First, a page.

Gold miller blamed as cyanide kills cattle

19 Oct, 2018 - 00:10 0 Views
Gold miller blamed as cyanide kills cattle

The ManicaPost

Ray Bande Senior Reporter
AN animal health and environmental disaster is looming in Penhalonga where four cattle recently died after consuming water contaminated with highly toxic gold refining cyanide.Gold milling activities at Penhalonga Valley Investments have drawn the ire of residents who are faced with the danger of the deadly chemical.

The Manica Post visited the site located on sloppy landscape early this week and discovered heaps of residue soils from gold refining process that uses cyanide.

The milling plant processes about 280 tonnes of ore per month. As soil residue mixed with cyanide is dumped on sloppy terrain, water flows downhill into Mutare River and wilting wetland vegetation characterise the milling plant’s vicinity.

A resident in the area, Mrs Sarah Matenhese said apart from the health and environmental risks, they were exposed to noise pollution produced by the milling machinery.

“We are living in danger, and four beasts died recently after drinking water laced with cyanide. We wonder how a milling plant could be placed in the midst of a residential area.

“We are questioning the validity of an EIA report given that the stream that feeds into Mutare River which flows downhill of where gold milling is being done. Wetlands are being destroyed by the milling activities,” she said.

Mr John Mtetwa echoed Mrs Mutenhese’s sentiments saying their children were now

at risk.

“I am deeply concerned about the danger posed on our children. Surely if kids kick the ball into their ponds and try to retrieve it, disaster emanating from cyanide will plunge the community into mourning.

“The death of the cattle was an eye opener to the danger we are exposed to. Those intercepting water from a tributary that feeds into Mutare River are equally at risk. It might not necessarily take death, but body deformities might occur as a result of drinking or using water contaminated with cyanide,” he said.

Penhalonga residents have petitioned EMA querying the validity of the EIA that led to the licencing of the milling plant.

“The EIA certificate needs withdrawing following ongoing environmental degradation, negligence, ecosystem disturbances, obstructing the water way and siltation.

“The licensing focuses only on this inappropriately cited facility, without any mining except a milling activity which brings in obstructing matter from elsewhere into the wetland and water way.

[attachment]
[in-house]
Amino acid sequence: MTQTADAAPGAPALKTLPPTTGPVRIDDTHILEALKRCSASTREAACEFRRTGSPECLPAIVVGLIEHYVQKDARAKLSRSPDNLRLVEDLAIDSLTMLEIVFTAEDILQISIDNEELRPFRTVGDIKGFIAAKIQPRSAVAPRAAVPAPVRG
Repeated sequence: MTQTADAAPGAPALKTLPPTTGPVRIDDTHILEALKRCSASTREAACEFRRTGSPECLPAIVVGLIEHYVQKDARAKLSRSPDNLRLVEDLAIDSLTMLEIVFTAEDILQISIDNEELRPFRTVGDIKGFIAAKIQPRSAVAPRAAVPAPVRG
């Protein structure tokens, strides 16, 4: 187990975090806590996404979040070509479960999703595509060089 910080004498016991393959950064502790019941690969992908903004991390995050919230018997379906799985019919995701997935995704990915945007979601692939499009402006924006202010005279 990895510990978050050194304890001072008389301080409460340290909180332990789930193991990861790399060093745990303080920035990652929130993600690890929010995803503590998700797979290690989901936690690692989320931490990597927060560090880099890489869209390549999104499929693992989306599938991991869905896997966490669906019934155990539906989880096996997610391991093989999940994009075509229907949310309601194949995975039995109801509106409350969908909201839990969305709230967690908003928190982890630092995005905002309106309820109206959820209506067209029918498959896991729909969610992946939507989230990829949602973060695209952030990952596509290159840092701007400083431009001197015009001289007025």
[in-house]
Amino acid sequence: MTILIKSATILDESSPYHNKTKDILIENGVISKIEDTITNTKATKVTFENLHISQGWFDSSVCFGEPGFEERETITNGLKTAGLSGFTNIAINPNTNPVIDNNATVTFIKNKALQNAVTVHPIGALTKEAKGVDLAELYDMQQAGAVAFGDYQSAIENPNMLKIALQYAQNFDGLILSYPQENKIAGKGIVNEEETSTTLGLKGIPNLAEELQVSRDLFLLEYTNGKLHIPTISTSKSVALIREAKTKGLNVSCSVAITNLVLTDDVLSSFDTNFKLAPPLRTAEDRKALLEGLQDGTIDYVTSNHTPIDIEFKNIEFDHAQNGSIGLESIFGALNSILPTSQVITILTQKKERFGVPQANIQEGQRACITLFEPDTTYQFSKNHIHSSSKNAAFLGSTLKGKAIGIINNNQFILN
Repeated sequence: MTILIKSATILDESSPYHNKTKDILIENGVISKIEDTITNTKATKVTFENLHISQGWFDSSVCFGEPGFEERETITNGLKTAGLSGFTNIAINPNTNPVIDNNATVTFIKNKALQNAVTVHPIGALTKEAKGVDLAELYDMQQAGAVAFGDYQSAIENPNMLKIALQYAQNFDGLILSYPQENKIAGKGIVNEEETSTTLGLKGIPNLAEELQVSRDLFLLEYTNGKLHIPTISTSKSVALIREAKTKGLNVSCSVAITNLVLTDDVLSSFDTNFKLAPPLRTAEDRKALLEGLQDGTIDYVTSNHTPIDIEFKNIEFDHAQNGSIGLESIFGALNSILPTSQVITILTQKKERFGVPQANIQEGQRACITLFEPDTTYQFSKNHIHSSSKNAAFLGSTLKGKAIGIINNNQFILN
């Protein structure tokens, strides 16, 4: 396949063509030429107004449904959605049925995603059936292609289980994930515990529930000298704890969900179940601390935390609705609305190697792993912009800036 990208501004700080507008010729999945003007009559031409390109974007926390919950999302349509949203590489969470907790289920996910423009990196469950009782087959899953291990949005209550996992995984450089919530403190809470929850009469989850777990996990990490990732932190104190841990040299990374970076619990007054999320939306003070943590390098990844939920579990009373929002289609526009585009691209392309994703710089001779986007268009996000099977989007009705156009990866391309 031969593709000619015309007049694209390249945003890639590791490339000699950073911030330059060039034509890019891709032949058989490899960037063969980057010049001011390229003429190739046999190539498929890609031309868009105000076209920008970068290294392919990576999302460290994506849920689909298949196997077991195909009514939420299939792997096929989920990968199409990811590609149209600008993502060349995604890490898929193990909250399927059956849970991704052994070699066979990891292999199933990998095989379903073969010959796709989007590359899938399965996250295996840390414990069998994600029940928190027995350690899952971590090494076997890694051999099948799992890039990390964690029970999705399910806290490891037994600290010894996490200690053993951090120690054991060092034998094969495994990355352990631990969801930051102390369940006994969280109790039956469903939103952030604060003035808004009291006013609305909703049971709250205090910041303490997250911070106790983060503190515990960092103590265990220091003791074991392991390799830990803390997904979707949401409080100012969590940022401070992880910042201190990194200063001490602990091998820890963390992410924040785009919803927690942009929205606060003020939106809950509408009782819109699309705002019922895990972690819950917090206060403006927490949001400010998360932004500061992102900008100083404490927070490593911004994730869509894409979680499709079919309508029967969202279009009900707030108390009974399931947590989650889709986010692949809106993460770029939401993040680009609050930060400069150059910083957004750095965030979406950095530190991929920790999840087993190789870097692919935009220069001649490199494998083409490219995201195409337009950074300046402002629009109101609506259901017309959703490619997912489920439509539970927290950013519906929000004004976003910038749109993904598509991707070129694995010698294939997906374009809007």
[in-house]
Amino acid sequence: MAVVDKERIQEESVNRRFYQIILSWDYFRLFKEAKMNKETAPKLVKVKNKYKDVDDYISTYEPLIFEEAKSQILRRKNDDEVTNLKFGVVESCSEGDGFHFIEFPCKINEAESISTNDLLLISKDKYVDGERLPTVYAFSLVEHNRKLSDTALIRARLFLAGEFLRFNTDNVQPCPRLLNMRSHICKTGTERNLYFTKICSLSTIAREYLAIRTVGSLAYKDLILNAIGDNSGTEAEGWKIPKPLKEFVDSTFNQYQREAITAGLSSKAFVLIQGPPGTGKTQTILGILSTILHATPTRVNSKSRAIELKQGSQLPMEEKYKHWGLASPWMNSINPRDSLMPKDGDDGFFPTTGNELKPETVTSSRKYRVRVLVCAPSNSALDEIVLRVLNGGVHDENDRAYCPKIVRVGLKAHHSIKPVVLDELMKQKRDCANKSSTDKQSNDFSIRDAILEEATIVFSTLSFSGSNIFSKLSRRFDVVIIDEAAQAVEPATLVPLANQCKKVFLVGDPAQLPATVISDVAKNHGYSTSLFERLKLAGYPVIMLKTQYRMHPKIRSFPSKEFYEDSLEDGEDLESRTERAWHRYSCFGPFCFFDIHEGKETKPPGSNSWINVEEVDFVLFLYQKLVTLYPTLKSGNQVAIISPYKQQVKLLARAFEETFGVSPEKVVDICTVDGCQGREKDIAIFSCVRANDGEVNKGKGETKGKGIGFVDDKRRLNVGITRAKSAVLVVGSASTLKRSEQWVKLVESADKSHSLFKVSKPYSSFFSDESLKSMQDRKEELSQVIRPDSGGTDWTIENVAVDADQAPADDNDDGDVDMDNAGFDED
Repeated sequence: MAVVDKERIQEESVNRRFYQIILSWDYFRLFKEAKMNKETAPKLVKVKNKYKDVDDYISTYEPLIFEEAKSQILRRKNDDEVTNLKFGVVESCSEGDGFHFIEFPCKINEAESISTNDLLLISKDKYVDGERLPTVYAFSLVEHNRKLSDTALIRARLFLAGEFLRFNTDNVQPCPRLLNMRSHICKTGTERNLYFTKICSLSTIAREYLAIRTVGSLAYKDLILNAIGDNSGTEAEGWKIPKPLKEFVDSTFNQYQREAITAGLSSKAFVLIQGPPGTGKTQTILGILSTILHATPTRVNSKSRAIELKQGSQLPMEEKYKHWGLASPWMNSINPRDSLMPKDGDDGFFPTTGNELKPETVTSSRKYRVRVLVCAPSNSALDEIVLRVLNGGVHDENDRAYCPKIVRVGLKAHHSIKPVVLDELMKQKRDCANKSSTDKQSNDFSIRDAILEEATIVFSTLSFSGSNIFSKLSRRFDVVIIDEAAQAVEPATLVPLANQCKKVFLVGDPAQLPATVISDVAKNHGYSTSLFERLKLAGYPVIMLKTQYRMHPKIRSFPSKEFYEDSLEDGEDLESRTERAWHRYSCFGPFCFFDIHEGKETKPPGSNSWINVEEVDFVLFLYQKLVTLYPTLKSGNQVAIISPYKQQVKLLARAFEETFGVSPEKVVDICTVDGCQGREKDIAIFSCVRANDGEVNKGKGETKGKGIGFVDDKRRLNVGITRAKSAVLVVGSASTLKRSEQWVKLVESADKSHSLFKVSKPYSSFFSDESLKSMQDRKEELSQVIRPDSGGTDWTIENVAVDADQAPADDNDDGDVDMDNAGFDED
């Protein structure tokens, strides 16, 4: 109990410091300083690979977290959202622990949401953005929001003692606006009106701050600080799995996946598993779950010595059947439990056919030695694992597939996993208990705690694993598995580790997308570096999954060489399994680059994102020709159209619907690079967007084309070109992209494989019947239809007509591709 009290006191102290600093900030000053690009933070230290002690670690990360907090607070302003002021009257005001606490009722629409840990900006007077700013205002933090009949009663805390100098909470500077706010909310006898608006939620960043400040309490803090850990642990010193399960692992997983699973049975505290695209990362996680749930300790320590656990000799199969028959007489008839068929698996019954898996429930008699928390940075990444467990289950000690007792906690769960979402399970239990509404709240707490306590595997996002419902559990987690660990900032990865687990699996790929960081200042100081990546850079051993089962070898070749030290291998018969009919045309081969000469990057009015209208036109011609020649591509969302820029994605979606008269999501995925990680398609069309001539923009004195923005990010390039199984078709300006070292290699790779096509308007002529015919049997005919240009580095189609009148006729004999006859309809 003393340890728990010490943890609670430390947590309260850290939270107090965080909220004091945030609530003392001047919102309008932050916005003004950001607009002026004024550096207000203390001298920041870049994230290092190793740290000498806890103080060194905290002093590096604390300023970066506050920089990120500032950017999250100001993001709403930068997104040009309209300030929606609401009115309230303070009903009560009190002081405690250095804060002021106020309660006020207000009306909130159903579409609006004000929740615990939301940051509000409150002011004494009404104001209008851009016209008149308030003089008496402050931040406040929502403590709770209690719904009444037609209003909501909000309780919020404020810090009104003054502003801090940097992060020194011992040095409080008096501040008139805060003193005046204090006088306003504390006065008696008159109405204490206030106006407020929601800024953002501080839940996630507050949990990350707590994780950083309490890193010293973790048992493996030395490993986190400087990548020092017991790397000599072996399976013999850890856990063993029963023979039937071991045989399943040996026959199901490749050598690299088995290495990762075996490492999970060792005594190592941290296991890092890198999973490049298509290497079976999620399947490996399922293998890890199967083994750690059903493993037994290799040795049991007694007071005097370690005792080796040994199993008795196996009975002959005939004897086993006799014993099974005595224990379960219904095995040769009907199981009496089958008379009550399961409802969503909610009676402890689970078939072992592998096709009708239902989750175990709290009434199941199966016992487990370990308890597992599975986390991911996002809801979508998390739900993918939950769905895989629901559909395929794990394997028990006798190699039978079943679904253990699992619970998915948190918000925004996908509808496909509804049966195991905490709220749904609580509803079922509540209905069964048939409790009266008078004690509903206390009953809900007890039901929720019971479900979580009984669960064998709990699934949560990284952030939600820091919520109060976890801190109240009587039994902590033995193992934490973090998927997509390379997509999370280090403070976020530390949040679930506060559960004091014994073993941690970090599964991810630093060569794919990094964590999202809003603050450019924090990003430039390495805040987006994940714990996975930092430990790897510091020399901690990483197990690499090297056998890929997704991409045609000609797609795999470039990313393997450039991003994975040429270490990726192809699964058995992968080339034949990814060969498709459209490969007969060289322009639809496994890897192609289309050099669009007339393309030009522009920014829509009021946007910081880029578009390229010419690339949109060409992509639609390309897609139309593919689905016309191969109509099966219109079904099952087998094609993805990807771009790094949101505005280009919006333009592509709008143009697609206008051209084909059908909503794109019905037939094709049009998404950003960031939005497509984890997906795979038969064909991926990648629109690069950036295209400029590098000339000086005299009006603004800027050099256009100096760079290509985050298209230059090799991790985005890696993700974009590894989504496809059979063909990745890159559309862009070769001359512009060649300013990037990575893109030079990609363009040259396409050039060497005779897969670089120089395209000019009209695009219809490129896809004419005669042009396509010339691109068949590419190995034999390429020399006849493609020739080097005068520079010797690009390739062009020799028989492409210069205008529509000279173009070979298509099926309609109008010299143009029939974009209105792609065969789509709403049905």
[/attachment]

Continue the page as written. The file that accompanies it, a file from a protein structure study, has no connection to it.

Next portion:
“Could you please seriously consider our request and execute the relevant statutes as clearly prescribe by the EMA Act. Lest, we are forced into a personal civil case, as further unwarranted delay may be signalling criminal abuse of office,” reads part of the letter.

Penhalonga Valley Investments proprietor Mr John Chinanzwa said the complaints were misplaced and invalid.

“Our operations are above board. We do not have spillage of cyanide at our plant and therefore for anyone to complain that we are destroying the environment or placing human lives in danger is just unfounded and unfortunate,” he said.

“Even when the cattle died at the plant recently, it was not our mistake at all. We believe that a former employee who is aggrieved after we fired him for theft was the architect of all this. We suspect he could be the one who opened our gate for the cattle to stray in our premises and drink water with cyanide

“Those people residing in that area should not have been resettled there.  EMA is aware of our operations and they have no problems with us,” he said.

EMA provincial manager Mr Kingston Chitotombe said: “The information we have is that the cattle strayed inside the milling premises and died after consuming water contaminated with cyanide. This must have been a case of negligence on the miners and their security.

“If the fence is not damaged as claimed then how else could the cattle have gained entrance? The carcases were burnt. Cyanide in itself does not pose danger to the surrounding community, it breaks down quickly and needs very high concentrations to be harmful,” said Mr Chitotombe.


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